What Is the Difference Between a Barrister and a Solicitor?
Barristers and solicitors are both people who can assist with your legal matters. The difference between a barrister and a solicitor is the type of legal work they do. In general, a barrister specialises in making court appearances and speaking on your behalf. However, a solicitor often does the preparation work before your court appearance and liaises with the barrister. Barristers are formally trained in court advocacy and cross-examining witnesses.
In most cases, a solicitor will look after your case initially. They will then engage a barrister for court advice and appearances. Barristers do not liaise directly with clients.
When to Involve a Barrister in Your Matter
Clients often ask at what stage we will involve barristers in their matter. A good way to think about it is that solicitors are like general practitioners and barristers are like specialists. Barristers work in particular areas of law and often speak at court.
Sometimes solicitors will discuss your case with a barrister and ask them to provide a written opinion on the prospects of your case. They might also ask their opinion on a specific issue. If a matter is complex or unusual, barristers might also be involved in the drafting of court documents.
Barristers are required to provide you with an estimate of their costs. Their costs agreement and disclosure documents are issued to your solicitor.
Barristers usually charge an hourly rate. They can also charge a daily rate, especially for court attendances or mediation sessions. Some barristers will charge a cancellation fee if a hearing settles or is adjourned.
Choosing a Barrister
You solicitor will choose a barrister based on factors including:
- Your financial circumstances;
- The type of matter; and
- Which barrister they believe is most suitable.
A barrister can be perfectly suited to one type of case but not another.
If you need any legal advice or assistance we are here to help. If you would like to discuss the involvement of a barrister in your legal matter contact us today.
Restraint of trade clauses are often found in employment agreements and shareholder agreements. Their purpose is to protect business interests such as client information, intellectual property, employees and trade secrets. However, the extent to which a business can restrict an employee’s or a former director’s activities through such a clause is often contentious and can result in disputes.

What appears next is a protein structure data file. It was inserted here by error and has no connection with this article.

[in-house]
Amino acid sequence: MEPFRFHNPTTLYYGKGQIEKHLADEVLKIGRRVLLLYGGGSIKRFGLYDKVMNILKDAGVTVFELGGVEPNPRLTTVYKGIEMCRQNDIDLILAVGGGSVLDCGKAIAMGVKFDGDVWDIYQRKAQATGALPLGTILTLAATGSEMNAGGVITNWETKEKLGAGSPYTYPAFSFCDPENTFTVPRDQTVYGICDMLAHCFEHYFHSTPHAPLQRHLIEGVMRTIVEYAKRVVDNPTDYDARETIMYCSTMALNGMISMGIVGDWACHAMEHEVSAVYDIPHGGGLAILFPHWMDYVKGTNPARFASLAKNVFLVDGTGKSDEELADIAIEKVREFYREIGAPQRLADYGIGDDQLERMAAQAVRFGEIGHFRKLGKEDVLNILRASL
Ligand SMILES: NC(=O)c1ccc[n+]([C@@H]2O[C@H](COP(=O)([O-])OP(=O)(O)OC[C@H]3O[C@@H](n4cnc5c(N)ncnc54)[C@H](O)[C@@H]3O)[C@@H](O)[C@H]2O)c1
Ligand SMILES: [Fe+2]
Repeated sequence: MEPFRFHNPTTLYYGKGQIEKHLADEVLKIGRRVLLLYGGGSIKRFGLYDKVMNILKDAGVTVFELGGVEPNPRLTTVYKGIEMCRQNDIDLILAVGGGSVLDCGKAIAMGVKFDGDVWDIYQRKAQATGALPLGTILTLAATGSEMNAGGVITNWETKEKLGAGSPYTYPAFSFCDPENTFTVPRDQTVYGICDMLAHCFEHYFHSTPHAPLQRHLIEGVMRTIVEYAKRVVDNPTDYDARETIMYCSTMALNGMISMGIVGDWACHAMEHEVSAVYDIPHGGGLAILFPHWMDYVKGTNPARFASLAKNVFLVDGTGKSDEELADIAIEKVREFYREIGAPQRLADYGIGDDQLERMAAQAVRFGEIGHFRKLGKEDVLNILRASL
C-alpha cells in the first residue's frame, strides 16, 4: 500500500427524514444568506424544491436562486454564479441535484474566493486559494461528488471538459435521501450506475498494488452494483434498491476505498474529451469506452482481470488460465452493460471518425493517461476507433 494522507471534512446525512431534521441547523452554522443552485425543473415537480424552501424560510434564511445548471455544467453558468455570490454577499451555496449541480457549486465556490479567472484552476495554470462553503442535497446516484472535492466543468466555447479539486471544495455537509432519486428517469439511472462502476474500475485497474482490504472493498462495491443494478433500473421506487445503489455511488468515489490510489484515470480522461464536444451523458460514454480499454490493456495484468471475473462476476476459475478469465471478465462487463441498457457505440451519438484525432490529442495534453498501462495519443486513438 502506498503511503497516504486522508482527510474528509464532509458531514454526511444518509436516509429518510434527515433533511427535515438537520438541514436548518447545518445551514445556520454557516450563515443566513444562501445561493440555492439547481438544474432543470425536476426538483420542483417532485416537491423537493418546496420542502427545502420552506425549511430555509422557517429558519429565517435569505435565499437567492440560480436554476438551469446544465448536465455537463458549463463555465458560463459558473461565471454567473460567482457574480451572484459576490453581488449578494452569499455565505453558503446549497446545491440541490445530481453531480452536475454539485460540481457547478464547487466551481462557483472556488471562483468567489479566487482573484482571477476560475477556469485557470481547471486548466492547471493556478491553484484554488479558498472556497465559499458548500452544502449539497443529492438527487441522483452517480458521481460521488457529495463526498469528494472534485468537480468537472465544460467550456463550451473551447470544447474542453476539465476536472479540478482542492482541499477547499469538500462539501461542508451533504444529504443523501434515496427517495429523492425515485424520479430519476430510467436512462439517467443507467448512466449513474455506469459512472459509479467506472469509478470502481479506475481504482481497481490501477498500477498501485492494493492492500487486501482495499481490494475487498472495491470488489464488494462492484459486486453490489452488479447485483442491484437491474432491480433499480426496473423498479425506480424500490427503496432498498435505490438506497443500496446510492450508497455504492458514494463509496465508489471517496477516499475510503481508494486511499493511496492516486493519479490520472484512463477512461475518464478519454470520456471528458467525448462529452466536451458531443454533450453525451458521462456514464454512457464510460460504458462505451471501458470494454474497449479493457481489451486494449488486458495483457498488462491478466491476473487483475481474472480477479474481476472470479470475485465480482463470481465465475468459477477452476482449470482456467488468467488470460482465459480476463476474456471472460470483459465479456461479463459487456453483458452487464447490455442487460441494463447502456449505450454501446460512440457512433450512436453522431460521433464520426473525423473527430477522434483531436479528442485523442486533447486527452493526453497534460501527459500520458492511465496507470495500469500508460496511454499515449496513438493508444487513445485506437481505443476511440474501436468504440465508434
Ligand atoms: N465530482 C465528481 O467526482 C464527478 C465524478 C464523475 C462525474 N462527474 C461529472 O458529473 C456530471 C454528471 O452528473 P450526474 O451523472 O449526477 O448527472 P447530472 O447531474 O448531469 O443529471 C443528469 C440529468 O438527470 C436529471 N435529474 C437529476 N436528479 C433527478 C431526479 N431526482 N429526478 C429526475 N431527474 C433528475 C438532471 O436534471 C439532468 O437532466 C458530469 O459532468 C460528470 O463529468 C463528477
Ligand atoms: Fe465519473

What is a Restraint of Trade?
A restraint of trade clause in an employment contract applies when an employee leaves the organisation. Such restraint clauses can be enforced, but only to the extent that is ‘reasonably necessary’ to protect the legitimate interests of the business. Whether a provision is enforceable will therefore depend on the wording of the clause and the context of each case.
Restraint of trade clauses can be characterised as one of the following:
- Non-competition: to prevent a former employee from competing against the company.
- Non-solicitation: to prevent them from approaching the employer’s clients.
- Non recruitment: to prevent the former employee from recruiting other employees from the company.
- Confidentiality: to protect confidential information and trade secrets.
What is Reasonable Between the Parties?
If a restraint of trade clause is contentious, a court must determine what is reasonable in the context of the facts of your particular case. If the restraint clause goes beyond protecting the business’ legitimate interests to the former employee’s detriment, then a court will not enforce the clause. However, if the clause is reasonable to both parties, it is likely to be enforced.
What will a Court Consider when resolving a dispute?
In NSW, the Restraints of Trade Act 1976 governs the law surrounding restraints of trade. A court will consider a variety of factors in its determination of whether the restraint of trade clause is reasonable. Some of these factors include the:
- Negotiation and whether parties were able to negotiate any terms.
- Respective bargaining position of parties and whether parties were able to obtain legal advice.
- Nature of the business and the characteristics of the role of the employee.